• Appetite for New

    Cae­sar Salad is an ionic culi­nary favorite. There are plenty of riffs on this clas­sic fresh salad.

    Adding toma­toes, avo­ca­dos, hard-​boiled eggs and even grilled chicken or shrimp takes it to another whole-​meal prepa­ra­tion.

    Do you recall when you took your first bite of this reli­able and ele­gant salad? Per­haps it fixes a place in time rather than an age. Bet­ter yet, the per­son who may have made it for us. Think back.

    The few sim­ple, high qual­ity ingre­di­ents are com­bined into an exquis­itely per­fect salad. Romaine let­tuce, fresh gar­lic, fresh lemon juice, olive oil, parme­san cheese and rus­tic crou­tons seem too easy. They are a match made in heaven and prove to be sophis­ti­cated for any palette.

    Anchovy fil­lets are left up to debate. In or out, the salad stands on its own mer­its. No need to quib­ble. They can be served on the side for any­one who doesn’t like these tiny, briny fish. Sales were up eighty-​five per­cent on anchovies year over year.

    What’s life chang­ing is get­ting an impor­tant intro­duc­tion to any num­ber of ingre­di­ents, foods or prepa­ra­tions that stay with us for a life­time. Those new food expe­ri­ences serve us through­out our cook­ing reper­toire. We build on what we find to be the most tasty and enjoy­able foundation.
  • Cel­e­brate!

    Mother’s Day 2020 was a remark­able hol­i­day. Sons and daugh­ters had to pivot away from nor­mal ways to honor mom.

    Mod­i­fied behav­iors post COVID-​19 takes some get­ting used to. Not every­one is com­fort­able or eager to rub elbows with oth­ers.

    In many cases, elder or vul­ner­a­ble fam­ily mem­bers still require quar­an­tine pro­tec­tion. This makes it dif­fi­cult to gather around a table for cel­e­bra­tion.

    June is a mad month for birth­days, grad­u­a­tions, anniver­saries and wed­dings. Father’s Day is on Sun­day, the twenty first. Expect new ways to show our love and remem­brances.

    Large gath­er­ings have been vig­or­ously dis­cour­aged. Self-​distancing is the new norm for any type of social fes­tiv­ity. Smaller groups of eight or fewer will still have to mod­ify to com­ply with vigilance.
  • Fields of Dreams

    What was once taken for granted has for­ever fun­da­men­tally changed.

    Eat­ing out at a local restau­rant or café has dearly been missed. See­ing our favorite wait staff and hear­ing about menu spe­cials will be music to our col­lec­tive ears.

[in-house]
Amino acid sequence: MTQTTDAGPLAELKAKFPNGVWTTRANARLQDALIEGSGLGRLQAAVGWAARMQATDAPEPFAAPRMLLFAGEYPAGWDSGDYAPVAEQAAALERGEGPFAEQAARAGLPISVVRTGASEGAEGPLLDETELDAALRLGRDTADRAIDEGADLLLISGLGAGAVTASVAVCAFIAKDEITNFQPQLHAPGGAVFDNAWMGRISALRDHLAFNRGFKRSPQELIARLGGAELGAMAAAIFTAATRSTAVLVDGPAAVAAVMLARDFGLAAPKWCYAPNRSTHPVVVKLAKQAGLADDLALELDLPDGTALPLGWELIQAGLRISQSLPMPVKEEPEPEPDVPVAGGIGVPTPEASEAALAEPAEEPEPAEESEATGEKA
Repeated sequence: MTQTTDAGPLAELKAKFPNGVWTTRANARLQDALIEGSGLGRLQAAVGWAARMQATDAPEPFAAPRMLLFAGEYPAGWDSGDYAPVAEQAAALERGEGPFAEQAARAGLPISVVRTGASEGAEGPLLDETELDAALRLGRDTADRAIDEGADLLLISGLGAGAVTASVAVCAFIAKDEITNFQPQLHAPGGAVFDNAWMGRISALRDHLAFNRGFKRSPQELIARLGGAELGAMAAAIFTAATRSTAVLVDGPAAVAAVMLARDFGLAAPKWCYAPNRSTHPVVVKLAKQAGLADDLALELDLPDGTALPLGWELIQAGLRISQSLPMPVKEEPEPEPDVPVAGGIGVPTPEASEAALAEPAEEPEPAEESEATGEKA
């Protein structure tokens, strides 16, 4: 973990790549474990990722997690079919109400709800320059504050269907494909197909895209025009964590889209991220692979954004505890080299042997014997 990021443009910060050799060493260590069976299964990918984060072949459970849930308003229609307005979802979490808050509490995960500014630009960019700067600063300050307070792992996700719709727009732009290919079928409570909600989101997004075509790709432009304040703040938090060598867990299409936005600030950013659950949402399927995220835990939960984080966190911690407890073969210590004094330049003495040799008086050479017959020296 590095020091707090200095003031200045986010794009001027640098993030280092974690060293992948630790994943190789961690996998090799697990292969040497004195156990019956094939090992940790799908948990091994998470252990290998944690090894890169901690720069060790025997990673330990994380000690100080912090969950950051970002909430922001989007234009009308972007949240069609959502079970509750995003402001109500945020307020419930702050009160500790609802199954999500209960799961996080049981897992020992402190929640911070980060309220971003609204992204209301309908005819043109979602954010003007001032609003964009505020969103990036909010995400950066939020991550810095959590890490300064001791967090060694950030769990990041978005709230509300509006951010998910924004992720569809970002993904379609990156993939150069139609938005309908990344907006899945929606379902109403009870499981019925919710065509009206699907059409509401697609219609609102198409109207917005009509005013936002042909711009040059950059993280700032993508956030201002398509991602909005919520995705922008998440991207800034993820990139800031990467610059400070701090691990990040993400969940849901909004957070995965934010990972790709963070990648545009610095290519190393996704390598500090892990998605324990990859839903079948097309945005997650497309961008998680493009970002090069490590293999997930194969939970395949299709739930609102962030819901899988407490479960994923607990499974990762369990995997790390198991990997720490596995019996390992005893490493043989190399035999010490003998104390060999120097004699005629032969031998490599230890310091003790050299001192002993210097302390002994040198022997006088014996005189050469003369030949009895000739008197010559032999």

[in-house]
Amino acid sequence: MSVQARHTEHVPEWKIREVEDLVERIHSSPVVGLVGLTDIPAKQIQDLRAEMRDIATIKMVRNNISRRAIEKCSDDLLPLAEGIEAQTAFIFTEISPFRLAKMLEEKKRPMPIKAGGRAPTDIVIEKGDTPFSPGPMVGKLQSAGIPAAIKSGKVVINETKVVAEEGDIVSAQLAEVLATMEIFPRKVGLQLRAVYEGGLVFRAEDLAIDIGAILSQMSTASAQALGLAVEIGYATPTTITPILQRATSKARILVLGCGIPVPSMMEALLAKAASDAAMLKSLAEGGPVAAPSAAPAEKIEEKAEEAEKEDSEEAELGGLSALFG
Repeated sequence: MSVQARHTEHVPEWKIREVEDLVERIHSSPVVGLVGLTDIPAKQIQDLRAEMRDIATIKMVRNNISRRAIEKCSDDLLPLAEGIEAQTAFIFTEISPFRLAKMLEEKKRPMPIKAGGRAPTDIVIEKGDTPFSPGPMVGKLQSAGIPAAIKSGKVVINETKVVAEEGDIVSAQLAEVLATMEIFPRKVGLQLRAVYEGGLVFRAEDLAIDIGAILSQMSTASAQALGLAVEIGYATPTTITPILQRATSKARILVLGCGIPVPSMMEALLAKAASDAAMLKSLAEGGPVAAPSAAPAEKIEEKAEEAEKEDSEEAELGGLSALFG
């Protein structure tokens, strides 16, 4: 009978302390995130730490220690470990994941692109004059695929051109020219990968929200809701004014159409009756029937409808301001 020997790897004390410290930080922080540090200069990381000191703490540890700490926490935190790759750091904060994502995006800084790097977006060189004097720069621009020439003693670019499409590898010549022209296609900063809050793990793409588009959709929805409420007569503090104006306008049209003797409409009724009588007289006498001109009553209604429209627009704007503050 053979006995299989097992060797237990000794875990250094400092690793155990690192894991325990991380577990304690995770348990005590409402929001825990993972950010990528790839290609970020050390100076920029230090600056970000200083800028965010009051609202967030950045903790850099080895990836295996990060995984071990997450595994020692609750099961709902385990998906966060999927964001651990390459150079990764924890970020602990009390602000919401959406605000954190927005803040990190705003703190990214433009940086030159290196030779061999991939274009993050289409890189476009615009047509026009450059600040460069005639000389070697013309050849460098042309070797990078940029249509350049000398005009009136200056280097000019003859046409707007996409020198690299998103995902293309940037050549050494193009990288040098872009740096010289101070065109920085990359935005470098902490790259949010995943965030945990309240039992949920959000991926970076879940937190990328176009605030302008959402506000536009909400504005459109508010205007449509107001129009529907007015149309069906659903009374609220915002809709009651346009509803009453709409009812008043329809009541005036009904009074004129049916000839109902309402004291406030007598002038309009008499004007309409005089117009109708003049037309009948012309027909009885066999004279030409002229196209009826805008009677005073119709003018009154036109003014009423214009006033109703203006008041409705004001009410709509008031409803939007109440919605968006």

Going to the gro­cery store for weekly pro­vi­sions used to be a chore at best. New restric­tions, pro­to­cols and short­ages com­pound the already stress­ful house­hold duty.

    Nor­mal rou­tines are mor­ph­ing in to excep­tional expe­ri­ences. Curb-​side food hand offs and don­ning masks and gloves just to push a shop­ping cart may be part of the next level nor­mal.

    The food sup­ply chain in Amer­ica has been extremely chal­lenged. For those who can and will con­tinue to afford fresh foods, it is a time for real grat­i­tude check.
  • The Last Bite

    Over the years, week fifty two of our mar­ket report has been reserved for an uplift­ing mes­sage to close out the cal­en­dar.

    Like all things in 2020, the COVID cloud con­tin­ues to rain on our industry.

    The lat­est round of “shel­ter in place” orders comes just as we’re ready to shop, eat out and cel­e­brate with oth­ers. No can do.

    This year has been one for the books. As a part­ner in the food sup­ply chain, we’ve had a front row seat to the con­stant dis­rup­tions the food indus­try con­tin­ues to encounter.
    Every food sec­tor; retail­ers, restau­rants, cafes, schools, pris­ons, casi­nos, and hotels has been on a swivel. Mod­ify, pivot and adapt has been a con­stant dance since March.

    Day-​to-​day busi­ness has been any­thing but nor­mal. We’ve felt the pain of our cus­tomers. Starts and stops, lim­ited capac­ity man­dates, front-​line worker safety, finan­cial invest­ments to com­bat COVID, inside, out­side, curb­side– the list goes on. It’s been a stag­ger­ing climb to meet the challenges.

    On the sup­ply side, farm­ers and ranch­ers are also caught up in the schiz­o­phrenic nature and fall­out from the pan­demic. Sound plan­ning for ample crops, is based on true demand. That demand con­tin­ues to shift along with many other uncertainties.

    Weather con­di­tions, wild­fires, smoke, power out­ages and COVID-​related labor short­ages were uncon­trol­lable for farm­ers to deal with. The lat­est round of food­ser­vice restric­tions leaves every­one head scratching.
    Grow­ing con­cern over via­bil­ity through the com­ing weeks is a real fac­tor for any­one in the hos­pi­tal­ity or restau­rant busi­ness. They are in sur­vival mode.

    All the while, all food sec­tor chan­nels con­tinue to feed hun­gry peo­ple. If you have food on the table and a full pantry, count that as a bless­ing. Now more than ever, food inse­cu­rity is at a fevered pitch. Finan­cial hard­ship is a by-​product for fam­i­lies impacted from COVID work shutdowns.

    Our local Sacra­mento Food Bank & Fam­ily Ser­vices orga­ni­za­tion part­ners with over 220 local agen­cies. Together they dis­trib­ute food to indi­vid­u­als and fam­i­lies in under-​served com­mu­ni­ties. That need has now grown to all rural and sub­ur­ban areas.